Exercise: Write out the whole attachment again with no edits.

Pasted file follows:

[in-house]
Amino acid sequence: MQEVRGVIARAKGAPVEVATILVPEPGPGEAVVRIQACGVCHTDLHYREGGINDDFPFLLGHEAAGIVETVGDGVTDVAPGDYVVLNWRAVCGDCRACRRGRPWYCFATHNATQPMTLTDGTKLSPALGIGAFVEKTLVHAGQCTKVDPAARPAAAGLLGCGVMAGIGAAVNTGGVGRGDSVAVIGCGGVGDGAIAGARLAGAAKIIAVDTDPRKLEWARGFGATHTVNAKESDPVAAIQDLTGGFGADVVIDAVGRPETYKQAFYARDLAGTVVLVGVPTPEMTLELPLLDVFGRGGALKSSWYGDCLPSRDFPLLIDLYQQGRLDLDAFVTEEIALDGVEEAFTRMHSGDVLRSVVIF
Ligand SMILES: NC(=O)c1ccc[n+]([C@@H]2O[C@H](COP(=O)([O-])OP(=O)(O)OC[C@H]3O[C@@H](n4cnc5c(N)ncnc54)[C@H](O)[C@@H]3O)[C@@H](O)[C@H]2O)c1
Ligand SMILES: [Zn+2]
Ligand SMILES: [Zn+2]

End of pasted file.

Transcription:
[in-house]
Amino acid sequence: MQEVRGVIARAKGAPVEVATILVPEPGPGEAVVRIQACGVCHTDLHYREGGINDDFPFLLGHEAAGIVETVGDGVTDVAPGDYVVLNWRAVCGDCRACRRGRPWYCFATHNATQPMTLTDGTKLSPALGIGAFVEKTLVHAGQCTKVDPAARPAAAGLLGCGVMAGIGAAVNTGGVGRGDSVAVIGCGGVGDGAIAGARLAGAAKIIAVDTDPRKLEWARGFGATHTVNAKESDPVAAIQDLTGGFGADVVIDAVGRPETYKQAFYARDLAGTVVLVGVPTPEMTLELPLLDVFGRGGALKSSWYGDCLPSRDFPLLIDLYQQGRLDLDAFVTEEIALDGVEEAFTRMHSGDVLRSVVIF
Ligand SMILES: NC(=O)c1ccc[n+]([C@@H]2O[C@H](COP(=O)([O-])OP(=O)(O)OC[C@H]3O[C@@H](n4cnc5c(N)ncnc54)[C@H](O)[C@@H]3O)[C@@H](O)[C@H]2O)c1
Ligand SMILES: [Zn+2]
Ligand SMILES: [Zn+2]